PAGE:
Tests in mice and men link sugar to hypertension and say time of day may matter, too
THURSDAY, Sept. 24 (HealthDay News) -- America's sweet tooth may be contributing to the ever-increasing number of people with high blood pressure.
Two new studies link fructose, the kind of sugar in soft drinks and many sweetened foods, to high blood pressure, which is a major risk factor for heart attack, stroke and other cardiovascular diseases.
"It raises the possibility that fructose may have a role in the pathogenesis of hypertension," said Dr. Richard J. Johnson, professor and head of the division of renal diseases and hypertension at the University of Colorado and a co-author of one of the studies. Both were scheduled to be presented this week at an American Heart Association conference in Chicago on blood pressure research.
"It shows that if you ingest a certain amount of fructose, you can raise blood pressure" to the level of hypertension, Johnson said.
Fructose makes up about half of ordinary table sugar; the other half is glucose. Fructose is widely used by food and beverage manufacturers because it is inexpensive. "Americans are eating large amounts of this, three or four times more than we did 50 years ago," Johnson said.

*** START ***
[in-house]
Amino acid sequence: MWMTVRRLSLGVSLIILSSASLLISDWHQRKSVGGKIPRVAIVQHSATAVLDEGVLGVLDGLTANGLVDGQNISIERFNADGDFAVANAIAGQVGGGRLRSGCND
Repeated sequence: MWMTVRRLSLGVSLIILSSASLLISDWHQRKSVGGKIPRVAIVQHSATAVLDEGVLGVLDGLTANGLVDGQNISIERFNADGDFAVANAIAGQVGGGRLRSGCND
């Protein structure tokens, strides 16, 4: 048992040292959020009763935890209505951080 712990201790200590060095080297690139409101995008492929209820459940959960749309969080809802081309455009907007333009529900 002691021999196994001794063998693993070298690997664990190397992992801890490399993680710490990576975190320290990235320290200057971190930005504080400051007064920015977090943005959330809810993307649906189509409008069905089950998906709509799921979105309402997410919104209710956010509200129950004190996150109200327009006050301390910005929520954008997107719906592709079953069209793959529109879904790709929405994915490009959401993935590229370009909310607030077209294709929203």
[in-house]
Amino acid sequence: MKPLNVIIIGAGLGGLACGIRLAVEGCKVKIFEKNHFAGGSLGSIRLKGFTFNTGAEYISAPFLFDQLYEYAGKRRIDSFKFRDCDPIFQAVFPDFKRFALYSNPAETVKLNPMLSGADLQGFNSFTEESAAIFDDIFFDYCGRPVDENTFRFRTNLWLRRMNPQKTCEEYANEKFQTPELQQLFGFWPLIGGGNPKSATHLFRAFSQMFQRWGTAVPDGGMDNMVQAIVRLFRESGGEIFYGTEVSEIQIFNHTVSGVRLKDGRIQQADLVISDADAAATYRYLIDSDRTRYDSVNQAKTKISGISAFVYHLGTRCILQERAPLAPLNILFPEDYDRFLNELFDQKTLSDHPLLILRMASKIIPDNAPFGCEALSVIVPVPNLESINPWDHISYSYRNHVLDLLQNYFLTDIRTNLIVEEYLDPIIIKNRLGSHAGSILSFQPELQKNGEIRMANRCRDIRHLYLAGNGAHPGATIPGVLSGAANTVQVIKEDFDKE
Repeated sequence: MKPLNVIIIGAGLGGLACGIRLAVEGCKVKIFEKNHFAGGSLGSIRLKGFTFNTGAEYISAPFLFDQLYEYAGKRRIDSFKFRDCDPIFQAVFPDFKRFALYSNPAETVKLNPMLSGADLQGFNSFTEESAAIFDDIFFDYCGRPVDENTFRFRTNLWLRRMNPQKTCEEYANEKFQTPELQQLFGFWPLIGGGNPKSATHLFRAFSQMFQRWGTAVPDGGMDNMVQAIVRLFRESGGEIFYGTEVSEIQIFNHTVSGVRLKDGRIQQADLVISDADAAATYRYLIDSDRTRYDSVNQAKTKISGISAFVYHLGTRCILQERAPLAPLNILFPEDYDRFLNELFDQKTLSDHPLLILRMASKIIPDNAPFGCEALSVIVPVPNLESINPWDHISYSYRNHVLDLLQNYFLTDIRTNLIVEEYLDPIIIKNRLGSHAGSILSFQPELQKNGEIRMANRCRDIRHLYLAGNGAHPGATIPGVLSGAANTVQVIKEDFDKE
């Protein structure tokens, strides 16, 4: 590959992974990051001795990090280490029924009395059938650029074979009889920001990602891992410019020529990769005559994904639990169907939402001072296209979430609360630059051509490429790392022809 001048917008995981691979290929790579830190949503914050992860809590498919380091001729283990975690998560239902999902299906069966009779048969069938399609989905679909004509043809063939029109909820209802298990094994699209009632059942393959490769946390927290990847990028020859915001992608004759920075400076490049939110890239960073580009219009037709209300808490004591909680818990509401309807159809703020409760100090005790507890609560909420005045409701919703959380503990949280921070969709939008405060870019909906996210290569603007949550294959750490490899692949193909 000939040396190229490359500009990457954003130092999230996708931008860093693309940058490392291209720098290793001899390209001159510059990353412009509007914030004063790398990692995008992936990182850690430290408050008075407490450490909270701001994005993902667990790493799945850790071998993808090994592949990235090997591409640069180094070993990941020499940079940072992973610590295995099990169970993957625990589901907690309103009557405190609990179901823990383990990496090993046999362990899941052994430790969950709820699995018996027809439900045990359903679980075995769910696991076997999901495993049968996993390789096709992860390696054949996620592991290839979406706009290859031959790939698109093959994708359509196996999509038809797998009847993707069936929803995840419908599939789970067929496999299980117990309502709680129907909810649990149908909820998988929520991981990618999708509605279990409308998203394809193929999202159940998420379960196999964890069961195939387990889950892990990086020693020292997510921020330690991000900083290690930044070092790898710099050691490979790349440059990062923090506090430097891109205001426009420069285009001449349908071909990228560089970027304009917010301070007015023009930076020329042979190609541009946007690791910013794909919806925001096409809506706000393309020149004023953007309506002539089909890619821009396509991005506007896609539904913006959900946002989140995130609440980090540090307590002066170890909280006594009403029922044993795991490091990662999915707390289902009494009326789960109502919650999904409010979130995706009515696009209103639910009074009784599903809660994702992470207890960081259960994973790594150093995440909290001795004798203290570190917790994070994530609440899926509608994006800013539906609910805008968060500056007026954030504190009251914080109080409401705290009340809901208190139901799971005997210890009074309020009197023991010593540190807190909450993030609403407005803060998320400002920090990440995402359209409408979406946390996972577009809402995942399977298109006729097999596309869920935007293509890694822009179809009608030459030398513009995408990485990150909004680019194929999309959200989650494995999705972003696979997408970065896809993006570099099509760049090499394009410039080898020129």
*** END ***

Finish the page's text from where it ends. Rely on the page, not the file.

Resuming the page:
The study, led by Johnson and Dr. Santos Perez-Pozo, a nephrologist at Mateo Orfila Hospital in Minorca, Spain, included 74 men, average age 51, who ate a diet that included 200 grams of fructose a day. That is far more than the average U.S. consumption of 50 to 70 grams, but "some people are getting as much as 150 grams a day, so we are not that far off," Johnson said.
Half the men also took daily doses of allopurinol, a drug for gout that reduces blood levels of uric acid, and the others took a placebo, an inactive substance.
After two weeks, men on the high-fructose diet who were taking the placebo had an average increase of six points in systolic blood
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